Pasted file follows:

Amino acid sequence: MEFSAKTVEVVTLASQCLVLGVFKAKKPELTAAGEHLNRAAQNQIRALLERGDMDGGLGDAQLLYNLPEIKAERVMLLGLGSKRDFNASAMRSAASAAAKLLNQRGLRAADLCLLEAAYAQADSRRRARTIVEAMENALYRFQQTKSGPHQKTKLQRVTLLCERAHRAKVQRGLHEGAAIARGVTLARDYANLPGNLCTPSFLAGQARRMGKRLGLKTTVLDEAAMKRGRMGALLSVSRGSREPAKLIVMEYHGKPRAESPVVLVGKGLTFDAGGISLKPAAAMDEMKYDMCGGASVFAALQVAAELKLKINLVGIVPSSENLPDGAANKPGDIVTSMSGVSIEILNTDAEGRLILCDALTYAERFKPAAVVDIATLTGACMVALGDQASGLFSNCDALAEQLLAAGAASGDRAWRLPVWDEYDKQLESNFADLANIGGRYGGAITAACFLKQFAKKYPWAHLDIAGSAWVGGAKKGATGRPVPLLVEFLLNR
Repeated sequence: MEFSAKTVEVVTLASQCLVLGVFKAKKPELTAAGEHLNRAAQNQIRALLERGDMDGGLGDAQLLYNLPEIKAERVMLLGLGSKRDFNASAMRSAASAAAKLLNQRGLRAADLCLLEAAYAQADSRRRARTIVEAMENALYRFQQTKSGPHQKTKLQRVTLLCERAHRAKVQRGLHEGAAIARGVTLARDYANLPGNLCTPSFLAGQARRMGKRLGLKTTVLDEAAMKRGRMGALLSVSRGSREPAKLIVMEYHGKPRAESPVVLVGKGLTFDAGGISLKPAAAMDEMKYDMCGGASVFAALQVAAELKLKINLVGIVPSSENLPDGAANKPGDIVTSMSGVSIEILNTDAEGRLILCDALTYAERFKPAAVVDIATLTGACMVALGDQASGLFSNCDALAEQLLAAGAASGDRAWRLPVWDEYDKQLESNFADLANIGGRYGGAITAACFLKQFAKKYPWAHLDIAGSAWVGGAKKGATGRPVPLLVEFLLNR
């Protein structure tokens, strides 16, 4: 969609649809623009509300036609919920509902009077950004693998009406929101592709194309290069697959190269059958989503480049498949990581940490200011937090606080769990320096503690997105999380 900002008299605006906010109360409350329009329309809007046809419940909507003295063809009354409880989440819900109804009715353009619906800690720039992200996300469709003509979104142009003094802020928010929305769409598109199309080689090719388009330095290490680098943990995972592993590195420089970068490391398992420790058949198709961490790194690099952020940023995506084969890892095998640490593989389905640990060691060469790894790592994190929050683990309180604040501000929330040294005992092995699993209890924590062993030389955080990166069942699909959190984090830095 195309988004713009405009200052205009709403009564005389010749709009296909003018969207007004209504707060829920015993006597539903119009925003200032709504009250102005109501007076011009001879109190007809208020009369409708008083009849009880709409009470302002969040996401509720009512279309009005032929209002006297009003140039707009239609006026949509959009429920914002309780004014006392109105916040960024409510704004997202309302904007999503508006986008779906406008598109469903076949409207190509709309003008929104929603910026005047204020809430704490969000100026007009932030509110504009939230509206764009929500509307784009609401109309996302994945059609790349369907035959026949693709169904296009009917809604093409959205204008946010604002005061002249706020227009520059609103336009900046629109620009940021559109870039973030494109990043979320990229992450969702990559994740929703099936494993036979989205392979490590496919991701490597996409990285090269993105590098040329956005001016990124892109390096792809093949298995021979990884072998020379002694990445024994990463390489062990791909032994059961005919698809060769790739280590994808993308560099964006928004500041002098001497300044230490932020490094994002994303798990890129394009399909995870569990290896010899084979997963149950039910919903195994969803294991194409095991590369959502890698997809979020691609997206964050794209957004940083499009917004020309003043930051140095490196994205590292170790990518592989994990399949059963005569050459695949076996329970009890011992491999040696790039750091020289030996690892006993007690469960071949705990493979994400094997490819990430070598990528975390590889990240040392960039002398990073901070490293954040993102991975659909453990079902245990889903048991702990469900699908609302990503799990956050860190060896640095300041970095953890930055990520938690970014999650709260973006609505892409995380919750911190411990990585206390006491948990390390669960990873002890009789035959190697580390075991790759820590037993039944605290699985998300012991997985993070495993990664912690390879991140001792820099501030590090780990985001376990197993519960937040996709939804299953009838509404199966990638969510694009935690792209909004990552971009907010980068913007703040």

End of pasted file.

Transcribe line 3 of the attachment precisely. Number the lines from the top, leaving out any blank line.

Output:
């Protein structure tokens, strides 16, 4: 969609649809623009509300036609919920509902009077950004693998009406929101592709194309290069697959190269059958989503480049498949990581940490200011937090606080769990320096503690997105999380 900002008299605006906010109360409350329009329309809007046809419940909507003295063809009354409880989440819900109804009715353009619906800690720039992200996300469709003509979104142009003094802020928010929305769409598109199309080689090719388009330095290490680098943990995972592993590195420089970068490391398992420790058949198709961490790194690099952020940023995506084969890892095998640490593989389905640990060691060469790894790592994190929050683990309180604040501000929330040294005992092995699993209890924590062993030389955080990166069942699909959190984090830095 195309988004713009405009200052205009709403009564005389010749709009296909003018969207007004209504707060829920015993006597539903119009925003200032709504009250102005109501007076011009001879109190007809208020009369409708008083009849009880709409009470302002969040996401509720009512279309009005032929209002006297009003140039707009239609006026949509959009429920914002309780004014006392109105916040960024409510704004997202309302904007999503508006986008779906406008598109469903076949409207190509709309003008929104929603910026005047204020809430704490969000100026007009932030509110504009939230509206764009929500509307784009609401109309996302994945059609790349369907035959026949693709169904296009009917809604093409959205204008946010604002005061002249706020227009520059609103336009900046629109620009940021559109870039973030494109990043979320990229992450969702990559994740929703099936494993036979989205392979490590496919991701490597996409990285090269993105590098040329956005001016990124892109390096792809093949298995021979990884072998020379002694990445024994990463390489062990791909032994059961005919698809060769790739280590994808993308560099964006928004500041002098001497300044230490932020490094994002994303798990890129394009399909995870569990290896010899084979997963149950039910919903195994969803294991194409095991590369959502890698997809979020691609997206964050794209957004940083499009917004020309003043930051140095490196994205590292170790990518592989994990399949059963005569050459695949076996329970009890011992491999040696790039750091020289030996690892006993007690469960071949705990493979994400094997490819990430070598990528975390590889990240040392960039002398990073901070490293954040993102991975659909453990079902245990889903048991702990469900699908609302990503799990956050860190060896640095300041970095953890930055990520938690970014999650709260973006609505892409995380919750911190411990990585206390006491948990390390669960990873002890009789035959190697580390075991790759820590037993039944605290699985998300012991997985993070495993990664912690390879991140001792820099501030590090780990985001376990197993519960937040996709939804299953009838509404199966990638969510694009935690792209909004990552971009907010980068913007703040």